Activists want Benally to head water task force
By Marley Shebala
WINDOW ROCK, August 9, 2012
Speaker Johnny Naize is recommending that he, as speaker, handle that job. Naize was directed by the Council to set up a water rights task force when the delegates voted July 5 against the Navajo Hopi Little Colorado River Water Rights Settlement Agreement proposed by President Ben Shelly.
Benally, who chairs the Council's Resources and Development Committee, has been a vocal critic of the agreement and the enabling legislation that would make it law.
The Diné Water Rights Committee is comprised of the Forgotten People Corp., Black Mesa Water Coalition, To Nizhóní ání, Diné Citizens Against Ruining the Environment, Hada'asidi, Next Indigenous Generation, Council Advocating an Indigenous Manifesto, and individual tribal members.
According to Naize's task force legislation, the task force would be a seven-member subcommittee of the Naa'bik'iyáti Committee.
Naize nominated delegates LoRenzo Bates (Nenahnezad/Newcomb/San Juan/T'iistoh Sikaad/Tsé Daa Kaan/Upper Fruitland), Elmer P. Begay (Dilkon/Greasewood Springs/Indian Wells/Teesto/White Cone), Joshua Lavar Butler (Tó Nanees Dizí), Jonathan Nez (Navajo Mountain/Oljato/Shonto/Ts'ah bii Kin), Walter Phelps (Cameron/Coalmine Mesa/Leupp/Tolani Lake/Tsídii To'ii) and Dwight Witherspoon (Forest Lake/Hardrock/Kíts'íílí/Piñon/Whippoorwill) as task force members.
He stated that there also would be an advisory group to the task group made up of tribal members representing nongovernmental organizations, academic professionals, and Navajo traditional practitioner.
Naize recommended that the task force be authorized to involve all appropriate tribal entities, including but not limited to the Department of Justice and the Water Rights Commission, in its work.
The task force would exist until the Council approves a water rights settlement for the Little Colorado River.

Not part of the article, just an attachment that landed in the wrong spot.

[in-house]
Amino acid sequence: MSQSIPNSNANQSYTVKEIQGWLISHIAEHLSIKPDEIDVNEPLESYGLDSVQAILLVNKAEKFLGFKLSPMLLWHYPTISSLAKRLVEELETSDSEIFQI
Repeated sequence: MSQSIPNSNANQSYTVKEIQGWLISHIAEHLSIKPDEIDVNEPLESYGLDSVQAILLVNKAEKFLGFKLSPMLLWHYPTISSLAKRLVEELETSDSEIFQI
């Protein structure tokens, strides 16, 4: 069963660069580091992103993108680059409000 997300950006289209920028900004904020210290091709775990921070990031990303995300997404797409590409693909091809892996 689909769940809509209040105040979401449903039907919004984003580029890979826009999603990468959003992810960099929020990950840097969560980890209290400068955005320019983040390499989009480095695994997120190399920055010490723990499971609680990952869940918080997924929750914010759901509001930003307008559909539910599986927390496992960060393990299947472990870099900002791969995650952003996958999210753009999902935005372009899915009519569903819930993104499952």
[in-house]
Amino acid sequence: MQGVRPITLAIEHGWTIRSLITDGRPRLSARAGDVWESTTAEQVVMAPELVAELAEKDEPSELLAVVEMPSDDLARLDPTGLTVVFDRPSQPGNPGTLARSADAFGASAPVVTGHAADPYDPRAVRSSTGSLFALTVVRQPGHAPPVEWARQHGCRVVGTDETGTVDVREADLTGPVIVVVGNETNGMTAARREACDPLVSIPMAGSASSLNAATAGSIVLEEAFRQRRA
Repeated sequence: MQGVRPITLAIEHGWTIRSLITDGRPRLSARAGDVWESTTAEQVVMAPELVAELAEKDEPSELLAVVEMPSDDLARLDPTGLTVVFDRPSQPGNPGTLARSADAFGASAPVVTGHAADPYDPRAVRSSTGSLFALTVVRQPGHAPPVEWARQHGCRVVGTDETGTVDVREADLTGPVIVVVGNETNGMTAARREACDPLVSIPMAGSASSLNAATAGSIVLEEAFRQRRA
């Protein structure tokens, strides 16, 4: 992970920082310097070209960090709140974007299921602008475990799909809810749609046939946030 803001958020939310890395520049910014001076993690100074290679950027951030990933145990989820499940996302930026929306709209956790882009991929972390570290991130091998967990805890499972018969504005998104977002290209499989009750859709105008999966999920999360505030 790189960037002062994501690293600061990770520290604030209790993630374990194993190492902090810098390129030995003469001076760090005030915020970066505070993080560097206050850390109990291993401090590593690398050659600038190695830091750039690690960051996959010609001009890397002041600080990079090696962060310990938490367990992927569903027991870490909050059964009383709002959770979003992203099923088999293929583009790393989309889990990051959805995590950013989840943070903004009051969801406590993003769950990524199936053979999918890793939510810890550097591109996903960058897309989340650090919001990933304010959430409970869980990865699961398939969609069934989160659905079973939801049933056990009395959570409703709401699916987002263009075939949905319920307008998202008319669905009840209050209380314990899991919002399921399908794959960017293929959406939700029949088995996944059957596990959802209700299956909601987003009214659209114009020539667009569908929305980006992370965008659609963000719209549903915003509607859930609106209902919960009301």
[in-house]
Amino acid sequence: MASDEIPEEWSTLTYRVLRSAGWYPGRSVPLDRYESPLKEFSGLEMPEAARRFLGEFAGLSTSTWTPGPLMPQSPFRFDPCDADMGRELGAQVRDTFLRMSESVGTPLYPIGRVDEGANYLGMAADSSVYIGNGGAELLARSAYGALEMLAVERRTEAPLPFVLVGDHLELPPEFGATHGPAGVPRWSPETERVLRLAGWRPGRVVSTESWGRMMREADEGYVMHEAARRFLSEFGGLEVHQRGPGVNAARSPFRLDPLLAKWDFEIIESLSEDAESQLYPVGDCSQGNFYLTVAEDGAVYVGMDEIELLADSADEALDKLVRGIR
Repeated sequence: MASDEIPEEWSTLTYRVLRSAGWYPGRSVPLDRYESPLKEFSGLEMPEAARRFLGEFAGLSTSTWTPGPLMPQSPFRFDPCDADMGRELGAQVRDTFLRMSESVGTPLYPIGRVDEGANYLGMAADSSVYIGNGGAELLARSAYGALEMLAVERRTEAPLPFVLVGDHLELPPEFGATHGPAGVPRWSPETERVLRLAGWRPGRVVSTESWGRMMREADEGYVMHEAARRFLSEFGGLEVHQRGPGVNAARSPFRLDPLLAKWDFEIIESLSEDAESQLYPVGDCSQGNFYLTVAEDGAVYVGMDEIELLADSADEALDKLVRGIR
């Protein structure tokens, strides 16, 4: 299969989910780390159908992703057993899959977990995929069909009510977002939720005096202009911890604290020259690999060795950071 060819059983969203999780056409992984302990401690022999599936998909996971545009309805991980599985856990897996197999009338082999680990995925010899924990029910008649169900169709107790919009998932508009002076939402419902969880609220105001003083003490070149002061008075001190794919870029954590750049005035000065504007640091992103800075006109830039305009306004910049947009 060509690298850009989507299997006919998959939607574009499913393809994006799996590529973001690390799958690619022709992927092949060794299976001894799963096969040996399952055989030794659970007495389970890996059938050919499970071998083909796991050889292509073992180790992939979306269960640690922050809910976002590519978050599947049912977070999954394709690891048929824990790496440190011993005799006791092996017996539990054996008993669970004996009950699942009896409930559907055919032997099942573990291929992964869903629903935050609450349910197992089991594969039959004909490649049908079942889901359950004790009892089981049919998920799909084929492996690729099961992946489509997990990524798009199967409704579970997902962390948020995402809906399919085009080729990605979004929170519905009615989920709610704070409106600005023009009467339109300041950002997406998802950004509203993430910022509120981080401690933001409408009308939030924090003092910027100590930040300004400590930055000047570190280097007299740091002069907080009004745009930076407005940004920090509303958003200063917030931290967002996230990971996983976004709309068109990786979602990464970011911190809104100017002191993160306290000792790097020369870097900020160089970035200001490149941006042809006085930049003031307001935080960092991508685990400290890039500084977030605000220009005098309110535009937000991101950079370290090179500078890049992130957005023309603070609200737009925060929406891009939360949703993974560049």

The Diné Water Rights Committee hopes it goes further than that.
The committee also wants the water rights task force to negotiate the Navajos' rights to other water sources, and to revisit the Navajo-New Mexico San Juan River Water Rights Settlement.
In formal comments on Naize's task force proposal, the committee said that when the New Mexico San Juan River settlement was being negotiated, "our 1849 rights were intentionally and unlawfully hidden from the Council and the people, and waived by legal staff. The canons of construction were similarly and secretly waived, allottees' constitutional rights to fair notice and a hearing were violated, all senior rights were subordinated and potential marketing damage was done to the nation in the billions of dollars."
The committee nominated the following individuals to the task force advisory group: Byron Huskon as the non-governmental organization representative, Dr. Jack Utter as the professional academic representative, and Rita Gilmore, a respected Navajo traditional practitioner.
The group recommended that the task force recruit independent professionals in the legal, water, agriculture, economic and environmental fields to serve permanently on the task force.
The experts should be Navajo or Indigenous individuals whenever possible, and if non-Native, must be experienced in Indian water rights and loyal to the Navajo people, it said, and the task force should have subpoena power.
The committee also urged the Council to follow through with its July 5 directives to replace all members of the Water Rights Commission and the Department of Justice legal team that participated in negotiating the discarded Little Colorado agreement, in order to start anew "with a clean slate," as Navajo Human Rights Commission Chair Duane "Chili" Yazzie has put it.
The committee recommended that the task force hire a new legal team and that the five agency councils nominate new water commission members.
It also urged Navajo water rights negotiators to look at two other entities that negotiated successfully, the Montana Reserved Water Rights Commission and the Gila River Indian Community.
Naize's proposed task force legislation was posted for the legally mandated five-day public comment period on July 18, and requires the approval of the Naa'bik'iyáti Committee, which is scheduled to consider it at today's meeting.